This page is inspired by the book, Boland, A., Cherry, M.G. and Dickson, R. (2017) Doing a systematic review: a student's guide. 2nd edn. London: SAGE. We have presented the systematic review workflow as a 10 step process, or roadmap. Remember! The process may not always be this linear and you may need to go back to start some of the stages again.
This is a training page based on the face to face course that we would normally deliver. This course is 180 minutes normally so lots of content to organise! Please look at the Pre-Introduction video below. (7.52 mins). All videos have captions by watching in full screen.
Online Q & A sessions to complement this learning will be available on the 11th Sept, 9th October, 4th November, 14th December and 15th January 2021; Please book by Gradbook or email firstname.lastname@example.org. You can test your learning by completing these 10 short exercises.
Post your questions on our padlet. We would like a different perspective in order to improve so please do add a comment/question.
Stop Press ** You can get print copies of Boland and Cherry from the Hartley Library - it is open now **
Carrying out a systematic review will take longer than you might anticipate so planning is important. Consider the time and resources available to you. Consider using a Gantt chart as this will help you plan and monitor your progress. Take a look at this brief LinkedIn Learning course called 'Learning Gantt charts'. Please note: You do not need to connect your LinkedIn account. You will need your university username and password.
There is a also an online course from John Hopkins University called an Introduction to Systematic Reviews and Meta Analysis. It is very comprehensive and takes about 13 hours to complete with a mixture of videos and exercise to do. It is free.
Include time to investigate the different databases and platforms that may cover your topic as you are likely to use more than one in your review.
Recorded presentations below, we suggest you watch them in this order.
As soon as you have an idea for your systematic review topic, you should run a scoping search. This will enable you to see what has been published already, if anything. This stage will take you longer than you imagine, so give yourself plenty of time. Please watch video below on Starting/Scoping first for some context.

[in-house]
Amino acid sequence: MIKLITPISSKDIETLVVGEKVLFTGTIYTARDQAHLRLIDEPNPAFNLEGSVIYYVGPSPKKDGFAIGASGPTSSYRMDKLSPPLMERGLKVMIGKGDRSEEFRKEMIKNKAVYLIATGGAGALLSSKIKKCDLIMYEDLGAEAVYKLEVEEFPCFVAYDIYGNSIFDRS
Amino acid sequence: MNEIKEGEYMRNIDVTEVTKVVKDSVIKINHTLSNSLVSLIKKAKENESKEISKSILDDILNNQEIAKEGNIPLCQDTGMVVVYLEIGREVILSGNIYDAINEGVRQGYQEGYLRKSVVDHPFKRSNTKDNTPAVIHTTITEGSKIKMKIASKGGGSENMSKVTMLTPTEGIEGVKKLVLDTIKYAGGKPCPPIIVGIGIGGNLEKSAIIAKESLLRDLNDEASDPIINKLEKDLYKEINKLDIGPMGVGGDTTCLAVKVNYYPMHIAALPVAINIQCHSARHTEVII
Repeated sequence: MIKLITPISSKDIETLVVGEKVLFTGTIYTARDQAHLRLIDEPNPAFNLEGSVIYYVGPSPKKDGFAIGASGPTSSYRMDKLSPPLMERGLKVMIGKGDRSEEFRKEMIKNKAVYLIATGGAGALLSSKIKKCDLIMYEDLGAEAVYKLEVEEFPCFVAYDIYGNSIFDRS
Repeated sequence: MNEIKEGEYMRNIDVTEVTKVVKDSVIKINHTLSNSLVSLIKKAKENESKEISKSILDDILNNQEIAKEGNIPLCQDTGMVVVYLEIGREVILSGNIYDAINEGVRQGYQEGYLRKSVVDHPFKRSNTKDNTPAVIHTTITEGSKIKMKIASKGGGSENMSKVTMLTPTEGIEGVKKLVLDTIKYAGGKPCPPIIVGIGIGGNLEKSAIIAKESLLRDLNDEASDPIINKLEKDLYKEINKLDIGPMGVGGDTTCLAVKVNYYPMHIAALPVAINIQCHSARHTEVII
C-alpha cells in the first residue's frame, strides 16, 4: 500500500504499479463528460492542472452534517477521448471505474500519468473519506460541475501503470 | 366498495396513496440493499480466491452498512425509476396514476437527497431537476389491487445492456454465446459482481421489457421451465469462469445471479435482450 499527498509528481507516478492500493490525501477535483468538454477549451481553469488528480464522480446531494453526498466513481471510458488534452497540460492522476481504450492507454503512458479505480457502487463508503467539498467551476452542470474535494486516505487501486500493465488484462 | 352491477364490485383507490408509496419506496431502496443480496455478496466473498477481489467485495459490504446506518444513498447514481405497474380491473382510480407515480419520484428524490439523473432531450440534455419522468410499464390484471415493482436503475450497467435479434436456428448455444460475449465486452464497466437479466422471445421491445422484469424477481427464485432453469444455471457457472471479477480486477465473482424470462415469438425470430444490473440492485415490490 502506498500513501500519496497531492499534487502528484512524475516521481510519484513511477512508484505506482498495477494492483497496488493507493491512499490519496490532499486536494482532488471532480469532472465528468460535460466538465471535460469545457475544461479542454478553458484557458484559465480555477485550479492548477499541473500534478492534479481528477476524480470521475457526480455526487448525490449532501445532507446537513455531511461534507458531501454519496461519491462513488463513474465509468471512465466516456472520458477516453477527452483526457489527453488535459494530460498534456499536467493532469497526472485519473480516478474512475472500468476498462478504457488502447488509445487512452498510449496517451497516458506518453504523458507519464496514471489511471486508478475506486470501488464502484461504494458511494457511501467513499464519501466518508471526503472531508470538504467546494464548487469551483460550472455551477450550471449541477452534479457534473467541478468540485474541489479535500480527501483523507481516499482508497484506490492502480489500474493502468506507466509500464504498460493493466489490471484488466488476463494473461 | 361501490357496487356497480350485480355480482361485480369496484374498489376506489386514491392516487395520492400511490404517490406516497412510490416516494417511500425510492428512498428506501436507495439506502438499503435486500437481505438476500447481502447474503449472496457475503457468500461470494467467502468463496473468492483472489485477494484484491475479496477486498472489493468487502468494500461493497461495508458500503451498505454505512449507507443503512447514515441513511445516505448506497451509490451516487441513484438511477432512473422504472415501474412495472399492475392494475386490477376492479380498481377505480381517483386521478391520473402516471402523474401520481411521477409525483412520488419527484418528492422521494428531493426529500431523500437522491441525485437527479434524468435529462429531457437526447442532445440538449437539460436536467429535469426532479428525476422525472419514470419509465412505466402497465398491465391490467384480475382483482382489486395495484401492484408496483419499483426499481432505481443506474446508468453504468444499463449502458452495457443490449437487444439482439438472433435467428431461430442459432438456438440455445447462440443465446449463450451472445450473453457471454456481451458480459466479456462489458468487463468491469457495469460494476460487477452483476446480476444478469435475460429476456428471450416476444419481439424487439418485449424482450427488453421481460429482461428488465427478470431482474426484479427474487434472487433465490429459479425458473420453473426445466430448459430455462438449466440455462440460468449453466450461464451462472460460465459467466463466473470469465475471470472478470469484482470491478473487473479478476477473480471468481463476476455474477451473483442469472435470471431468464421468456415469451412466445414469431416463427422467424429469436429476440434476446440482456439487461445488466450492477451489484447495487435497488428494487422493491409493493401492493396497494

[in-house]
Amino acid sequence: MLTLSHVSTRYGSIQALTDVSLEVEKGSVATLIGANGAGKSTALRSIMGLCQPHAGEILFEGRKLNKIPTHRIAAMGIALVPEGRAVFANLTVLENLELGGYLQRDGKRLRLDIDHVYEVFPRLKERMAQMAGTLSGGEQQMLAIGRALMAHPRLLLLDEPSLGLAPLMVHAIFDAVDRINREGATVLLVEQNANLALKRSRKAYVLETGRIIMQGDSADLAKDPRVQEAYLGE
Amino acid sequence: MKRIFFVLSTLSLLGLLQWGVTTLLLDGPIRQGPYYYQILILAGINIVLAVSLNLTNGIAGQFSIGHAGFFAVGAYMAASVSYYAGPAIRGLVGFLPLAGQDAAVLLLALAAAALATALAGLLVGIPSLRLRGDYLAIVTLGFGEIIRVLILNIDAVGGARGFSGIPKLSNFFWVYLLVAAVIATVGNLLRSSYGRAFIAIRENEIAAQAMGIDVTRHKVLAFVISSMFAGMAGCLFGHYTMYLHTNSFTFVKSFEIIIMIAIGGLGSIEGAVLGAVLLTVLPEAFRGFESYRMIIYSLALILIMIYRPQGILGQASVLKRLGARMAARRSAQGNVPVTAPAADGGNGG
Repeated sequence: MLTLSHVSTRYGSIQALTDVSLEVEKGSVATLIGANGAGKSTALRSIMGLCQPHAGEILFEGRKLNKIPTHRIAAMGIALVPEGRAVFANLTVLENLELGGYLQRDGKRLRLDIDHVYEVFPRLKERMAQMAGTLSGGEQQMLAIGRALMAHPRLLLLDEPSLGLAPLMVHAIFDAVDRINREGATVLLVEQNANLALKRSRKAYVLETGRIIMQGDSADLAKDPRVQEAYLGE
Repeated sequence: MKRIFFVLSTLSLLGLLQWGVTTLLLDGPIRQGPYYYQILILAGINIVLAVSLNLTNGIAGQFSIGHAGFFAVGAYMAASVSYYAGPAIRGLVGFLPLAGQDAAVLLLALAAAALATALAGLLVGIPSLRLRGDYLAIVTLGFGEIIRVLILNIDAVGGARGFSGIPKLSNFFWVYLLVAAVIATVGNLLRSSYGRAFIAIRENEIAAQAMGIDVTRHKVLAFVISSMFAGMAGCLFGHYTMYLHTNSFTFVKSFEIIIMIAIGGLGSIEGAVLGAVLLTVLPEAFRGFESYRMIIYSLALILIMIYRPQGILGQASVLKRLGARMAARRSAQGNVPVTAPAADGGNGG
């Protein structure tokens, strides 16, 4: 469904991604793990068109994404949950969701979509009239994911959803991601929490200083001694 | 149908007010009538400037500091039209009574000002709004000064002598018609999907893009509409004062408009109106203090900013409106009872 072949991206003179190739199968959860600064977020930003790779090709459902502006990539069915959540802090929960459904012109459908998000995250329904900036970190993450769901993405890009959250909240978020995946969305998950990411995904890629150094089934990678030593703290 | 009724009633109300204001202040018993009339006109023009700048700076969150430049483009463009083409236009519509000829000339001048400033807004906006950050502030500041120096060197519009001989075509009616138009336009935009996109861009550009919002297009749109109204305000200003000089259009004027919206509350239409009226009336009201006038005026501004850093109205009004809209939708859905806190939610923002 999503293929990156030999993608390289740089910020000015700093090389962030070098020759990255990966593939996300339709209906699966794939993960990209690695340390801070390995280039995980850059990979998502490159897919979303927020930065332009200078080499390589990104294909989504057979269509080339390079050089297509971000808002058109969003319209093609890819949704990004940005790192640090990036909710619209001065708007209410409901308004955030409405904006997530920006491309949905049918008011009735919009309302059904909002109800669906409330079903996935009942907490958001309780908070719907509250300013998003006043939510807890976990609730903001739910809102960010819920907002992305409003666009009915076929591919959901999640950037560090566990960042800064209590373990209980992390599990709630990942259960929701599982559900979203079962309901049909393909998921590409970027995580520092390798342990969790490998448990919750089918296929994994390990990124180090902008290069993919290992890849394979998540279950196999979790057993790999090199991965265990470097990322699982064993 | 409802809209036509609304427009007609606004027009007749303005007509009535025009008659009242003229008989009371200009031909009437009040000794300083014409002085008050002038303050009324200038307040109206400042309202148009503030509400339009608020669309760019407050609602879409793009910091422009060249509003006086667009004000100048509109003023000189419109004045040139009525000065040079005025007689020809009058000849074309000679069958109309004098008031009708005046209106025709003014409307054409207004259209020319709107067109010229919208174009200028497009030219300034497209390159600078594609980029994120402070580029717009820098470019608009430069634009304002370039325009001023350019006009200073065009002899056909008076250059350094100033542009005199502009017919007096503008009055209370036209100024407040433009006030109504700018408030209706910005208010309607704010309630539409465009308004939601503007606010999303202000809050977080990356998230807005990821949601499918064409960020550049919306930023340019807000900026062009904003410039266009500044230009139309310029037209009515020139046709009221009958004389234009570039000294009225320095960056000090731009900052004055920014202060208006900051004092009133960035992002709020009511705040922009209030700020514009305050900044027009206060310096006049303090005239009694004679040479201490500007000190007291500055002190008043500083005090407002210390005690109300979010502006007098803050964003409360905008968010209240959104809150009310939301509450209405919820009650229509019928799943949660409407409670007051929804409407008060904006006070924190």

Questions to ask yourself:
Recorded presentations below
Having completed your scoping searches you should now be aware of all the terms that you want to include and these should be finalised. We would recommend refining your search strategy (the terms and how they will be combined) on one database and platform, checking that all members of the team agree that it is complete and thorough, before running it on another database. Moving to a different database may involve translating the search strategy and syntax, for example, identifying the thesaurus term used or changing the symbol for truncation (* to $).
The recorded presentations below include
Before you start your final search process and importing into your reference managment software. Please Test, Test and Test again. Short video (3.32 min) on how to do this and why so important.
When you have completed your literature searches, you will want to remove any duplicate records and start to screen the results. You will be using your inclusion and exclusion criteria to select or exclude articles. You will need to keep a record of this process to enable you to produce the PRISMA flow diagram.
Review the records first, scanning the title of the article, the abstract and any subject descriptors, constantly referring back to your exclusion/inclusion criteria.
You may find it helpful to use the reference management software package called EndNote to manage this process. Our EndNote for systematic reviews page will show you how to export large numbers of results.
You can organise your search results into groups by database name, EndNote will help remove the duplicates, you can then export the remaining results for screening into Excel, or the free online screening program called Rayyan. Please see this comprehensive guide on how to use it by McGill University
If the journal title is not available please submit an Inter-Library Loan (ILL) request via WebCat; the process is...
Further information about the ILL service can be found here
This video (7 .35) takes you through the process of finding full text. If you are using a reference manager you may be able to use it to find full text as long as you are 'on campus' (GlobalProtect VPN)
Once you complete the screening of the records and have the full-text of the papers you want to review, apply your inclusion and exclusion criteria again as your read the full article. An approach you may want to consider is to read the abstract, the introduction and conclusion and only then read the whole paper, if it still meets the inclusion criteria.
Data extraction can start when you have selected your articles for review. You will need to extract and examine the data. For a full explanation, look at chapter 5, Higgins JPT, Thomas J, Chandler J. Collecting data. In: Li T, Higgins JPT, Deeks JJ, et al. (eds.) Cochrane Handbook for Systematic Reviews of Interventions. 2nd ed. Hoboken, NJ: Wiley Blackwell; 2019 p109-41. https://training.cochrane.org/handbook/current/chapter-05.
Take a look at the video on the companion site to Boland A, Cherry MG, Dickson R. Doing a systematic review: a student's guide. 2nd ed. London: SAGE; 2017. called, "Chapter 6: Data Extraction: Where Do I Begin?".
Another chapter 6! But this time in Bettany-Saltikov J. How to do a systematic literature review in nursing a step-by-step guide. Maidenhead: Open University Press; 2012. http://lib.myilibrary.com?id=367986 gives a clear introduction to the process, and includes an example data extraction template that you can adapt.
Critical appraisal tools
See also our section on critical appraisal - at the bottom of the page.